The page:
Working with amigurumi can be daunting, but it doesn’t have to be. With a few simple hacks, you’ll be well on your way to creating adorable amigurumi more easily and more professionally.
1. Keep a tight tension and use a small hook.
Photos via Lookatwhatimade
Don’t you just hate it when you can see stuffing poking through your work? This is usually a sign that your hook is too big or your tension is too loose, as in the photo above. Gauge is not important when making amigurumi. What is important is that your work is as tight as you can comfortably make it. If you see holes in your work, either try working with a tighter tension or go down a hook size so that your stitches are nice and tight.
2. Use invisible decreases.
Even after you have adjusted your hook size and tension, you might still find that you get holes when decreasing. To avoid this, you can use the invisible decrease, which pulls the stitches together without stretching the like a standard decrease does. June Gilbank from PlanetJune has a brilliant tutorial for the invisible decrease.
3. Stitch markers and running stitch markers are your friend.
Stitch markers are vital when making amigurumi, because you are most often working in a spiral without any way to know where a round starts and ends. Marking the first stitch of every round with a stitch marker will help you double check that your stitch count is correct at the end of a round. You’ll need to move the stitch marker at the start of every round.
If you don’t have fancy stitch markers, a handy hack is to use a piece of scrap yarn as a running stitch marker, flicking it backward and forward over your work before making the first stitch of each round. This technique is easier than using stitch markers, and it creates a dotted line up the side of your work, which acts as a visual cue that each round started or stopped in the correct place. It is especially handy if you need to frog more than one round. When you are done, you can simply pull the scrap yarn out.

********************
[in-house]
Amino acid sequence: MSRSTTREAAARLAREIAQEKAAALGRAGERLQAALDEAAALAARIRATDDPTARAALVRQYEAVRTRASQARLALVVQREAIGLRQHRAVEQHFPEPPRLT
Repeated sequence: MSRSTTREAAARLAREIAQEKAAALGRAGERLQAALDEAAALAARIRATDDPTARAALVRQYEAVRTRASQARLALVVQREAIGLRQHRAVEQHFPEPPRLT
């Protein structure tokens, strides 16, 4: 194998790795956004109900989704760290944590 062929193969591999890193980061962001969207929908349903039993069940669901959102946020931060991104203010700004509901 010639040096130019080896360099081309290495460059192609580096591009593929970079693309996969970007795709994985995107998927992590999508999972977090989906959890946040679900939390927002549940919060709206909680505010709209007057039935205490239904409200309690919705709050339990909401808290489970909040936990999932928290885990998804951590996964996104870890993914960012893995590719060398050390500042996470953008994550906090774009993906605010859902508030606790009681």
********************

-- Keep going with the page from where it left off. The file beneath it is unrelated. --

4. Make stuffing bombs.
Occasionally you will still be able to see the stuffing through your stitches, even if your tension is perfect and you’re using the invisible decrease. A good example of this is when you are using black yarn to create your amigurumi. In these situations, stuffing bombs are the perfect solution. To create a stuffing bomb, simply cut a piece of pantyhose (preferably the same color as the yarn you are using or close to it), and knot it at one end. Stuff it with the amount of stuffing needed for your project and then knot the other end. Place this stuffing bomb into your amigurumi while you still have a large enough opening, and then continue to crochet around it to complete your ami.
Remember that you should never under-stuff an amigurumi as it will squish over time!
5. Add stuffing until the last second.
Getting stuffing into very small parts like arms and legs can be tough. Occasionally you’ll realize just before closing a part that you need to stuff it a little bit more. In these instances, use small bits of stuffing and push them into the part with the back of your crochet hook. If you are using an ergonomic crochet hook with a thick handle, use a cotton swab instead.